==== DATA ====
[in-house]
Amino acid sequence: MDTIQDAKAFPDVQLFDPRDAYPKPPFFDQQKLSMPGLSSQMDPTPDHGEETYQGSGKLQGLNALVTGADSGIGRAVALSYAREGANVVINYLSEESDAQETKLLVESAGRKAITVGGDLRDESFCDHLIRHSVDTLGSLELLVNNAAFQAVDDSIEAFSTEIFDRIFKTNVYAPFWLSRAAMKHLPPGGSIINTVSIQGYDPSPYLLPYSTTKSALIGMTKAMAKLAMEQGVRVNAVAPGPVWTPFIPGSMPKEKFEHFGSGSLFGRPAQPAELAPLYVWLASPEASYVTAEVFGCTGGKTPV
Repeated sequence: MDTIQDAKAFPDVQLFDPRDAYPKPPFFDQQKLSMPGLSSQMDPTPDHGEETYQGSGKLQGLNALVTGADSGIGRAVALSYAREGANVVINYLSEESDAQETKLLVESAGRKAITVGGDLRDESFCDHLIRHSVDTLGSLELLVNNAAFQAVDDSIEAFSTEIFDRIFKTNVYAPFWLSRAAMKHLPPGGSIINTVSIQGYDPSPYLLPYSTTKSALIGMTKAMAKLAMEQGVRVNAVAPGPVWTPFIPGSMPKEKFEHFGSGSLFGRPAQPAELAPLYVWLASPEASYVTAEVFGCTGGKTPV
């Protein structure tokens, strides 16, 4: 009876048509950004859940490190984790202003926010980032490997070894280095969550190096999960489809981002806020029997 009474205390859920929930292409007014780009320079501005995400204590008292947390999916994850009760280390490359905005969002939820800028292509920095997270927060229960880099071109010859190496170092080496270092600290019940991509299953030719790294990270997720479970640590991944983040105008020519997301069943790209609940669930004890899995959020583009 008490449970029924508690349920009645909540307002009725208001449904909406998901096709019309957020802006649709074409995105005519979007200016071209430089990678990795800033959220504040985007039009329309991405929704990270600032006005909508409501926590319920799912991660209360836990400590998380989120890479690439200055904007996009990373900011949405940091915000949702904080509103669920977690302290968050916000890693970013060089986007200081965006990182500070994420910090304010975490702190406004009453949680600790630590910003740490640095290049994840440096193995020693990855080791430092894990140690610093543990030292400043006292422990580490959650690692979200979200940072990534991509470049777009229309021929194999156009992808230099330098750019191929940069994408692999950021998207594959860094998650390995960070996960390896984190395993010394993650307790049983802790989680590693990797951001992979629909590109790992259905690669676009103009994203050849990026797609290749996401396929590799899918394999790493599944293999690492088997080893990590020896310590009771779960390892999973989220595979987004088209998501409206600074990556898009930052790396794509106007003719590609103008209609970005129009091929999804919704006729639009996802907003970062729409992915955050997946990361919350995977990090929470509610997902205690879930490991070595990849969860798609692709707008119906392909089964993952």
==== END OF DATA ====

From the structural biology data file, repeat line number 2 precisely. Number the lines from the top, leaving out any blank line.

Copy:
Amino acid sequence: MDTIQDAKAFPDVQLFDPRDAYPKPPFFDQQKLSMPGLSSQMDPTPDHGEETYQGSGKLQGLNALVTGADSGIGRAVALSYAREGANVVINYLSEESDAQETKLLVESAGRKAITVGGDLRDESFCDHLIRHSVDTLGSLELLVNNAAFQAVDDSIEAFSTEIFDRIFKTNVYAPFWLSRAAMKHLPPGGSIINTVSIQGYDPSPYLLPYSTTKSALIGMTKAMAKLAMEQGVRVNAVAPGPVWTPFIPGSMPKEKFEHFGSGSLFGRPAQPAELAPLYVWLASPEASYVTAEVFGCTGGKTPV